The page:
Taylor Swift fans no longer have to leave what her re-recordings of her old catalog might sound like to pure speculation. She has revealed a snippet of one of them in a highly comical new commercial for the dating site Match: a redo of her O.G. hit “Love Story.”

Swift posted on Twitter: “Okay so while my new re-records are NOT done, my friend @VancityReynolds asked me if he could use a snippet of one for a LOLsome commercial he wrote so… here’s a sneak peak of Love Story! Working hard to get the music to you soon!!”

The tweet links to Swift pal Ryan Reynolds sending out a new minute-and-a-half-long commercial in which a devilish looking figure right out of “Legend” finds true love with a young lady in a deserted big city, in spite of or because of quarantine conditions. “I just don’t want this year to end,” says the monstrous figure at the end, right after the happy couple has posed in front of a literal dumpster fire, as flaming fireballs approach the earth.

Swift’s new version of “Love Story” kicks in at about the halfway point of the ad. And it answers the musical question: Will Swift be recording soundalikes of her old material, or reinterpreting it for a new era? From this example, the answer would seem to be clearly: the former.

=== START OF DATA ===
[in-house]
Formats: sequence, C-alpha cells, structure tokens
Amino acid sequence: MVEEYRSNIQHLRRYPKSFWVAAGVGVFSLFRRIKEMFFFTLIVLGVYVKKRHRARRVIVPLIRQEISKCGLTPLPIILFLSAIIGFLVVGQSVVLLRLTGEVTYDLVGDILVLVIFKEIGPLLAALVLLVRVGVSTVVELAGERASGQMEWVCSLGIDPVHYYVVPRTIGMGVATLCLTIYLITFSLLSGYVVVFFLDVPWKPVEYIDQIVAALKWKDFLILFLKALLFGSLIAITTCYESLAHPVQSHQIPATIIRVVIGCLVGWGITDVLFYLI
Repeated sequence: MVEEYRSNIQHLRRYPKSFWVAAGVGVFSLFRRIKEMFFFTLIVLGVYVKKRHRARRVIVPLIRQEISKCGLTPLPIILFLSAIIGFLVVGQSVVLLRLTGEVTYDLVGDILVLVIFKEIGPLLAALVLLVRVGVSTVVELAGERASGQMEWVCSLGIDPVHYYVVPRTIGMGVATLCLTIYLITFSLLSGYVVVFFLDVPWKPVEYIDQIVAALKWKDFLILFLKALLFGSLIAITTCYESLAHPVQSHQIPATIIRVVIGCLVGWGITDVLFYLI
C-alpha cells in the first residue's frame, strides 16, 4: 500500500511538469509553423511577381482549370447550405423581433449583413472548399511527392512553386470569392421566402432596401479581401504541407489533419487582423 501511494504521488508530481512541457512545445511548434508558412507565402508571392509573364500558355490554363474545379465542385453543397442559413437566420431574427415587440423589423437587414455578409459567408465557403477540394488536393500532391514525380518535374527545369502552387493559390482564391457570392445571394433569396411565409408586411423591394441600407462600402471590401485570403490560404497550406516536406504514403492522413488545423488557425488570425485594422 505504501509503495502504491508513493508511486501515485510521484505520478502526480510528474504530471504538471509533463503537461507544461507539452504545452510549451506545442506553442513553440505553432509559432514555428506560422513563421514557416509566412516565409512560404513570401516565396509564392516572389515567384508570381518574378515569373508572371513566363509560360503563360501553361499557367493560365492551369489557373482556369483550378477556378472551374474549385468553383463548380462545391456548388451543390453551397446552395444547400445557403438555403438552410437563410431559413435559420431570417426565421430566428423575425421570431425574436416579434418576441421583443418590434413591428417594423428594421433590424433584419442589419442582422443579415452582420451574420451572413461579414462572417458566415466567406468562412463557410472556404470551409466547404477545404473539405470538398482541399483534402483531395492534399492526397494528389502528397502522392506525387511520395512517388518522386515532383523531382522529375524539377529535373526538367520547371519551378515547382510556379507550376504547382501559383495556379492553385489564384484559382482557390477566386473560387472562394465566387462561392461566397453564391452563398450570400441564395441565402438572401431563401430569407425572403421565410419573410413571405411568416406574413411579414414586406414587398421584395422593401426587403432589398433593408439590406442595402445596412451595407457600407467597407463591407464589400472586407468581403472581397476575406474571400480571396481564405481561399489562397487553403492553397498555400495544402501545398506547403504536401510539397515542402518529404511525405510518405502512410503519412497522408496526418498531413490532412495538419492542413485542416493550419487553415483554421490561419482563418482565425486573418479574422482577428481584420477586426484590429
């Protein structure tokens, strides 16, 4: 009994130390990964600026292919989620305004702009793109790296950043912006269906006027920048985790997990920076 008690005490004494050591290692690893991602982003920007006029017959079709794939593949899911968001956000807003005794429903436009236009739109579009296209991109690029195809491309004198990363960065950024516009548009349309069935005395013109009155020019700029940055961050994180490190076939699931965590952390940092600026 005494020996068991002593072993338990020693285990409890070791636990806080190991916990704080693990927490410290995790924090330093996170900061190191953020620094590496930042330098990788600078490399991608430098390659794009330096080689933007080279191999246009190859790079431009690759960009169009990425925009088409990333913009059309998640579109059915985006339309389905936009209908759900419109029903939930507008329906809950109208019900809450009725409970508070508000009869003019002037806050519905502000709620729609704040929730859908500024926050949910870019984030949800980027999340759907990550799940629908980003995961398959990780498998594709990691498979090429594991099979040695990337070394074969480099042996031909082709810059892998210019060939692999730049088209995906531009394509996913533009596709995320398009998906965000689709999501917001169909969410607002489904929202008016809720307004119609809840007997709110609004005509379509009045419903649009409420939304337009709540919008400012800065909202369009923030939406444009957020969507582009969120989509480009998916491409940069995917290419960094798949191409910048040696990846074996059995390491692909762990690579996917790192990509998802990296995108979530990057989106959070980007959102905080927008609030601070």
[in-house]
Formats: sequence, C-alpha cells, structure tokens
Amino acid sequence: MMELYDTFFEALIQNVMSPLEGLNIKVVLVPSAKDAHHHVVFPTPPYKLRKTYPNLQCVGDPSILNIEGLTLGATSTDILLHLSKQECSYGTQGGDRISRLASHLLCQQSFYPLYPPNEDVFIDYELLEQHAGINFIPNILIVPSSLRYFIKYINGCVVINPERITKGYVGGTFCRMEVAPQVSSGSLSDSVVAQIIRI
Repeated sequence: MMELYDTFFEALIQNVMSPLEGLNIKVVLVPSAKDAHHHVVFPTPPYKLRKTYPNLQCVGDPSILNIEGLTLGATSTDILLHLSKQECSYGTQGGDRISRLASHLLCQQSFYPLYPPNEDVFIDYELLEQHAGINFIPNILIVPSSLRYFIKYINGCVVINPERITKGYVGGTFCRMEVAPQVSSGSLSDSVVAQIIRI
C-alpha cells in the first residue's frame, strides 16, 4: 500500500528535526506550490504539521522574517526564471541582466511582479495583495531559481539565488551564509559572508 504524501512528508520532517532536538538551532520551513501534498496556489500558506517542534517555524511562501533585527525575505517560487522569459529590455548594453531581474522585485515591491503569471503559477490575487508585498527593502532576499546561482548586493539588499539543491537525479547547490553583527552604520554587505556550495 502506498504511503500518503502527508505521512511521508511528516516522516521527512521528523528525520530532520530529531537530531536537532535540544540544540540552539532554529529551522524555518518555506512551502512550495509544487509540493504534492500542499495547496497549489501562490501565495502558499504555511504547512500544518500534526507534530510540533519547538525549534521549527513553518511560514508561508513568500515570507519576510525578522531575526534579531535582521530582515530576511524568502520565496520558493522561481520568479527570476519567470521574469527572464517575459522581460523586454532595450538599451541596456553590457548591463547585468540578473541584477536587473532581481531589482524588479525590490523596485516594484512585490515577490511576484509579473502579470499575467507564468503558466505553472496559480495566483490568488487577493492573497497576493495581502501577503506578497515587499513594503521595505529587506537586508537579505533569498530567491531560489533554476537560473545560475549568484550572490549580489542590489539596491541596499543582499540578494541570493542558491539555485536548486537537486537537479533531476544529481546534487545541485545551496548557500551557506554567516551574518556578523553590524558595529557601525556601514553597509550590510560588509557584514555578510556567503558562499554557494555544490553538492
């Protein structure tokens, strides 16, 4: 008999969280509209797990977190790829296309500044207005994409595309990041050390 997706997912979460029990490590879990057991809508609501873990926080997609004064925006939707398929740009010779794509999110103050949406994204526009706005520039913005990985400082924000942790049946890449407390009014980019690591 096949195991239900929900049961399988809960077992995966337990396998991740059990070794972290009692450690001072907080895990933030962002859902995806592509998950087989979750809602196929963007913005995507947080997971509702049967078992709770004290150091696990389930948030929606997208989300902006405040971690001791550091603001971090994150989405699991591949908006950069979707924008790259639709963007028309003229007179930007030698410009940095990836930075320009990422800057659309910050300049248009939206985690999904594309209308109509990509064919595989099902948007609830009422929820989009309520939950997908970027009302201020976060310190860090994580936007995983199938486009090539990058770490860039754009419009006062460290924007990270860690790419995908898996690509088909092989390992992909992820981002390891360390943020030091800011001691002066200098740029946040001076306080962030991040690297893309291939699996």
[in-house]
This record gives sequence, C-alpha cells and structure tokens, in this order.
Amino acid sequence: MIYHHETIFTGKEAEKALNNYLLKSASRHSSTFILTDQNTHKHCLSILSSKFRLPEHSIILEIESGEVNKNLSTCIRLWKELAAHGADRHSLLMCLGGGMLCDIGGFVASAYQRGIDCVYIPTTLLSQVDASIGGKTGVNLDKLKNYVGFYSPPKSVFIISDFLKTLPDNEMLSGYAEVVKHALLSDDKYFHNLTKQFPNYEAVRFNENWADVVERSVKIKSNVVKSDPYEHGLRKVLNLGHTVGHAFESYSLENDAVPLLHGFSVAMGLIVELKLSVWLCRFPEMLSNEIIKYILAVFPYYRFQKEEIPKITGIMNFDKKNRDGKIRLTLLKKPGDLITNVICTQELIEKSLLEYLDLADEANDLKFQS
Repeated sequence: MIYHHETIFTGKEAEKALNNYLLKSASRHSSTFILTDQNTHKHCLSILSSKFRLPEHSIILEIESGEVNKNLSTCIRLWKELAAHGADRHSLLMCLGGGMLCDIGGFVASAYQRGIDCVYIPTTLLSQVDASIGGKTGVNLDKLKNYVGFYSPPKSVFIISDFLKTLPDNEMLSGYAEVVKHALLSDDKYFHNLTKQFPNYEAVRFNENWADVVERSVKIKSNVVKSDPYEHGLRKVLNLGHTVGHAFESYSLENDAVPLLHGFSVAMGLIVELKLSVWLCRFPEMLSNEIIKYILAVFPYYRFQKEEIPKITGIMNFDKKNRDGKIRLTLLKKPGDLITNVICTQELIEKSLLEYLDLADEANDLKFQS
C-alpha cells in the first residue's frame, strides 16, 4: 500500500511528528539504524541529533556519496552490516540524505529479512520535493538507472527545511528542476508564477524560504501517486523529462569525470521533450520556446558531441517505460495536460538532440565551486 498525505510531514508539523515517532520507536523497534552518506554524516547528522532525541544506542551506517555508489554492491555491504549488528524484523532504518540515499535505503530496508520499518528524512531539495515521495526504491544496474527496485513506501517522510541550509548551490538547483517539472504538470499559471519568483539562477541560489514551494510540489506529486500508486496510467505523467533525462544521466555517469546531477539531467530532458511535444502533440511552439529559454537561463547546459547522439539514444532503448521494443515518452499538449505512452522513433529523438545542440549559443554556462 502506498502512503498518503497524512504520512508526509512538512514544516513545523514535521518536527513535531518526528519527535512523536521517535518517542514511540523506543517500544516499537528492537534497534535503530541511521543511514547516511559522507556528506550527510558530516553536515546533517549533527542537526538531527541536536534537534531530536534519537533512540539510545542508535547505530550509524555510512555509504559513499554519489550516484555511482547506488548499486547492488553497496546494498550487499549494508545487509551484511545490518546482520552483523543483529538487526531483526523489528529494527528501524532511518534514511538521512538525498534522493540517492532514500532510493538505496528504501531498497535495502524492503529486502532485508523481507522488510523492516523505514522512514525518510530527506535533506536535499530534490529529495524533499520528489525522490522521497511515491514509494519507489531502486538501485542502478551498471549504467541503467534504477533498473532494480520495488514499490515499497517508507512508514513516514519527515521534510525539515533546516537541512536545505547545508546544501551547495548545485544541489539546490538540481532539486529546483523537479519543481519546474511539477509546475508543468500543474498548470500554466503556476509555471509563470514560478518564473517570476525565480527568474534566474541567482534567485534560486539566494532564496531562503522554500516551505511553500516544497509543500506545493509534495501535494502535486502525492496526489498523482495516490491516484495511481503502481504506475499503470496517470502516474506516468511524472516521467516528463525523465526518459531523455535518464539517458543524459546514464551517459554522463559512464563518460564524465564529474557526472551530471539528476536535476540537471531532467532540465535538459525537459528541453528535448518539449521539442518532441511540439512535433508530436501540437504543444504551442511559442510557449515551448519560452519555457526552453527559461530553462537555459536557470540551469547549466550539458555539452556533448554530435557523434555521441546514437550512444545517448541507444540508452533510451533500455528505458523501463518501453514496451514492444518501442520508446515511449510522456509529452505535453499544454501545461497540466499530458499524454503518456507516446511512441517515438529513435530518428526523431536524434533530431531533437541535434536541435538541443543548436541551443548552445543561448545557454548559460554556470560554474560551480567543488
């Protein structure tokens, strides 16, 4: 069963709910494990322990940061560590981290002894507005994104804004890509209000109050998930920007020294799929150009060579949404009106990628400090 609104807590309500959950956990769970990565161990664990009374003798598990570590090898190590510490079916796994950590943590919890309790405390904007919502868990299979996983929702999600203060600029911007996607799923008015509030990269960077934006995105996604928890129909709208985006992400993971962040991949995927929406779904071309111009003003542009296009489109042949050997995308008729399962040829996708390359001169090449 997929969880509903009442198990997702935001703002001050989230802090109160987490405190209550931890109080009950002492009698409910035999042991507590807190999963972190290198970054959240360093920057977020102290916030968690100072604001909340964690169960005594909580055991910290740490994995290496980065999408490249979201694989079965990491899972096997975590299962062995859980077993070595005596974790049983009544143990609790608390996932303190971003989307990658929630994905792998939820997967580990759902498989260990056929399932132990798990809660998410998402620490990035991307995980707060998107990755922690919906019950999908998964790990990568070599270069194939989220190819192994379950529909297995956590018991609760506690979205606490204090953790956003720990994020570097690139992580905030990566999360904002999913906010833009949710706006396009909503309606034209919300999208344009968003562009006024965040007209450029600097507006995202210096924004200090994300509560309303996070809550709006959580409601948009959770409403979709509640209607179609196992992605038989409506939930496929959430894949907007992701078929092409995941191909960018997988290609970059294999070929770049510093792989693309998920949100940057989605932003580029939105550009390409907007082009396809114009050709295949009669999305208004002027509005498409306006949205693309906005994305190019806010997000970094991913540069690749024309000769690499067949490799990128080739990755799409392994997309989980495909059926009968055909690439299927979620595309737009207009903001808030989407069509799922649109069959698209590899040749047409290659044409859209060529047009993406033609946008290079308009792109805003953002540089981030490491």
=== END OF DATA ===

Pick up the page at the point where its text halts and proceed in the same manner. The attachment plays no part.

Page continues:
That’s a strong indication that Swift really means it when she’s said she wants to steer attention away from the Big Machine versions of her first six albums by giving fans an alternative that serves exactly the same needs — or, just as importantly, gives advertisers and music supervisors that alternative. Shamrock, the new holder of her master recordings, will not be able to license the music for syncs without also having rights to the publishing, which is held by Swift.

Lazy loaded image
Match.com ad featuring Taylor Swift’s “Love Story” re-recording Twitter

Maximum Effort is described in its Twitter bio as “a company that makes “movies, TV series, content and cocktails for the personal amusement of @VancityReynolds. We occasionally release them to the general public.”

In an interview on “Good Morning America” last week, Swift had said, “So far, of the ones I’ve recorded, I think it’s been the most fun doing ‘Love Story’ because the older music, my voice was so teenaged and I sometimes, when I hear my older music and my older young teenage voice, it makes me feel like I’m a different singer now. So it’s been the most fun to re-record ones that I feel like I could actually possibly improve upon the song.”

Nevertheless, the version heard in the Match ad leans heavily back into the country instrumentation, if not the exact voicing, of the 2008 original, a major crossover hit from her sophomore album. The single not only topped the country chart but went to No. 1 at adult contemporary and mainstream Top 40 formats.